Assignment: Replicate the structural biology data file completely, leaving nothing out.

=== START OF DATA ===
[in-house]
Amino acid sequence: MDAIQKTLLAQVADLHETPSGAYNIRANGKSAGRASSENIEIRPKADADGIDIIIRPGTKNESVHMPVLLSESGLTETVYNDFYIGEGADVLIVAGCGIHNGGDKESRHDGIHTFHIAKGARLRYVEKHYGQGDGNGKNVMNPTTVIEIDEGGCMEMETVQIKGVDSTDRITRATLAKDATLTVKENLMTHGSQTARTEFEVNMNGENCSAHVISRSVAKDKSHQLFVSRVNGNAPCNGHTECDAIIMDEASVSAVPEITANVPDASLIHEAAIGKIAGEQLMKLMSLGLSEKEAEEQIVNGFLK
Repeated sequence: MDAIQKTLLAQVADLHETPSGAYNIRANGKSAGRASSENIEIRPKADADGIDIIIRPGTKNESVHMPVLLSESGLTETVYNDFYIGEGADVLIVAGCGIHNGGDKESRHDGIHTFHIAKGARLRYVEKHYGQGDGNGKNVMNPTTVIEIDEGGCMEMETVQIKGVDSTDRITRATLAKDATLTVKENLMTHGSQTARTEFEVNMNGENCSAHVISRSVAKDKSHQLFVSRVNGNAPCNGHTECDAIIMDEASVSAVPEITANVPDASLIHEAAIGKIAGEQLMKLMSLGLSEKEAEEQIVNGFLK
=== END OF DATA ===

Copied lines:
[in-house]
Amino acid sequence: MDAIQKTLLAQVADLHETPSGAYNIRANGKSAGRASSENIEIRPKADADGIDIIIRPGTKNESVHMPVLLSESGLTETVYNDFYIGEGADVLIVAGCGIHNGGDKESRHDGIHTFHIAKGARLRYVEKHYGQGDGNGKNVMNPTTVIEIDEGGCMEMETVQIKGVDSTDRITRATLAKDATLTVKENLMTHGSQTARTEFEVNMNGENCSAHVISRSVAKDKSHQLFVSRVNGNAPCNGHTECDAIIMDEASVSAVPEITANVPDASLIHEAAIGKIAGEQLMKLMSLGLSEKEAEEQIVNGFLK
Repeated sequence: MDAIQKTLLAQVADLHETPSGAYNIRANGKSAGRASSENIEIRPKADADGIDIIIRPGTKNESVHMPVLLSESGLTETVYNDFYIGEGADVLIVAGCGIHNGGDKESRHDGIHTFHIAKGARLRYVEKHYGQGDGNGKNVMNPTTVIEIDEGGCMEMETVQIKGVDSTDRITRATLAKDATLTVKENLMTHGSQTARTEFEVNMNGENCSAHVISRSVAKDKSHQLFVSRVNGNAPCNGHTECDAIIMDEASVSAVPEITANVPDASLIHEAAIGKIAGEQLMKLMSLGLSEKEAEEQIVNGFLK